Financial Tools for Staying Strong

Posted on April 1, 2009 by Jon LeSage

One of the more timely sessions at the International LCT Show this year centered on how operators can efficiently finance their fleets, report finances, and analyze and reduce costs.


Financing a fleet takes a lot of overhead, and making it feasible involves studying options and tapping strong ties with bankers, said Ron Sorci, CFO of Aventura Worldwide Transportation Services in Miami and the newly elected NLA president.


While leases are one favorable option now that traditional loans have become harder to get, operators need to be careful about the type of lease agreements and mileage restrictions, Sorci said. Operators can get lower monthly vehicle payments with leases. Traditional loans usually require a 10% fee and sales tax paid upfront, but high mileage leased vehicles can get quite expensive if not negotiated realistically, Sorci said.



Operators also should consider closed-end and open-end leases, which determines who takes on the residual value at the end of a lease.


Closed-end leases are usually 36 months and are taken back by the lender. Under open-end leases, the buyer must remarket the vehicle — a difficult task now that vehicle resale values have plummeted. Terminal Rental Adjustment Clause (TRAC) leases are another financing source to consider, as they’re most cost effective when taking out the typical seven-year lease for a motorcoach, Sorci said.


Whatever the loan taken out on fleet vehicles, negotiations with bankers are a big part of the process, Sorci says. “We have a line of credit with three different banks,” Sorci says. “I like that they’re competing with each other. I tell them what the other bank is offering at a lower rate, and then ask what they can offer me.”


When meeting with a banker, make sure you put together a thorough financial report with corporate tax returns, balance sheets, budgets and forecasts, and client reference letters. “One of my bankers once told me, `You just made my job so damn easy,’” Sorci said. “Our numbers were O.K., but the banker felt this was enough to put us over the fence.”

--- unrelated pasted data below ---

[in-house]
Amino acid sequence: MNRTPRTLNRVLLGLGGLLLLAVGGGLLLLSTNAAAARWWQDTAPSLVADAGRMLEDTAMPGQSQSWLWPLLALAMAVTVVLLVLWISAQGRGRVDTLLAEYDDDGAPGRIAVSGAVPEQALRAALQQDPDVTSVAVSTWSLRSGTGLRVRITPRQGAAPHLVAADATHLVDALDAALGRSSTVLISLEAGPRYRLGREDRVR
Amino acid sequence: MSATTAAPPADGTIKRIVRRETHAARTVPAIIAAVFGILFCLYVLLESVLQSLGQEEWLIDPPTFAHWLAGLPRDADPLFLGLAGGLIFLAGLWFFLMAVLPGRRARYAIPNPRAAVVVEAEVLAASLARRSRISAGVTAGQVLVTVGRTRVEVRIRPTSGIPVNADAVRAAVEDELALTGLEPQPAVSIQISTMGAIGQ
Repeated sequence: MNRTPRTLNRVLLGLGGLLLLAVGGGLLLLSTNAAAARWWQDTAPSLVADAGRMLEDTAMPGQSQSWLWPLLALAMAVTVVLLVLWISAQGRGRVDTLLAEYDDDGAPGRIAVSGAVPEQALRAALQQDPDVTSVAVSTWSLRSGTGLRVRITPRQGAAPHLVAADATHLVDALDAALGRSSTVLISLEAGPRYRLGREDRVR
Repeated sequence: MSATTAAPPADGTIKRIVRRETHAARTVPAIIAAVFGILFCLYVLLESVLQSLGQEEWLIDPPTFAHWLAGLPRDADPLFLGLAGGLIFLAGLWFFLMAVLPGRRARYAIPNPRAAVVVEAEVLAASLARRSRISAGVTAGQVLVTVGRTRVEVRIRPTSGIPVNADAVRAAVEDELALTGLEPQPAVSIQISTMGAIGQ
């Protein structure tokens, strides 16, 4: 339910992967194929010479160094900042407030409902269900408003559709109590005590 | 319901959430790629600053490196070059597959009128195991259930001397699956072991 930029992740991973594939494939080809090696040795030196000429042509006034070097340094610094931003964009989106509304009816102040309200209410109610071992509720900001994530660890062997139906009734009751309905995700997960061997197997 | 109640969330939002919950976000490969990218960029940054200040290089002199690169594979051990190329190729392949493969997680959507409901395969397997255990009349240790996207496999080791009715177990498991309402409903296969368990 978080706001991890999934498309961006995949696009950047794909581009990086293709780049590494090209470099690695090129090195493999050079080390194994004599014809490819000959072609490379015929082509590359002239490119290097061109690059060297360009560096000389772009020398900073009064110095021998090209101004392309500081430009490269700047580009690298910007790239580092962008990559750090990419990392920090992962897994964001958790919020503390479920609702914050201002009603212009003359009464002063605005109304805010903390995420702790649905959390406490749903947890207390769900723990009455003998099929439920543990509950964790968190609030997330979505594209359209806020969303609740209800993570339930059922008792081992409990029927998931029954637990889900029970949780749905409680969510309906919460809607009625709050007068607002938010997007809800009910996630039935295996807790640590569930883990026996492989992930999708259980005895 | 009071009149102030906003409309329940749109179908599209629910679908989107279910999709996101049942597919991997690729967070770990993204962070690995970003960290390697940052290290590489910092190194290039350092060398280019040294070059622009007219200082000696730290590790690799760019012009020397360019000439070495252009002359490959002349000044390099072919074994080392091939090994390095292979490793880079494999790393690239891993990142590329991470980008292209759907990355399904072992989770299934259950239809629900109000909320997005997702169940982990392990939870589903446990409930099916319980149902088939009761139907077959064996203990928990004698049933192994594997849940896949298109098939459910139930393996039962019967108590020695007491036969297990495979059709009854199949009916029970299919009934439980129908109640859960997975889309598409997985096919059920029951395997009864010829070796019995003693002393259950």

Sorci also advised operators on how they can use their financial reports to reduce expenses by category. It’s important to look at the details, such as determining who pays for tolls and parking tickets, airport and port fees, two way radios and beepers, and uniform expenses. Also, describe the pay and reimbursement arrangements for both independent contractors and chauffeurs.


To save on car wash costs, operators should consider having their own equipment and supplies onsite. For limousine supplies such as bottles and napkins, operators should track usage, expenses, and inventory to see if better deals are possible.


When evaluating general and administrative costs, keep only those that work best, and make sure money spent on advertising and promotions delivers maximum value. With health insurance, you probably will pay 50% of the employee costs, with them paying the rest. Watch out for bank charges: “These can be excessive charges — the worst thing in the world,” Sorci said.


Credit card charges also can add up, especially as they’ve increased quite a lot recently. “Clients paying you monthly by check can save you much in charges,” Sorci said.


Staying on top of operating and G&A expenses means your profit margin can actually increase, Sorci said. The ideal balanced financial picture results from controlling fleet finance and other costs that help you keep overhead at no more than 65%, and general and administrative expenses capped at 25%. That will bring you at least a 10% profit margin, which should be your goal, Sorci said.


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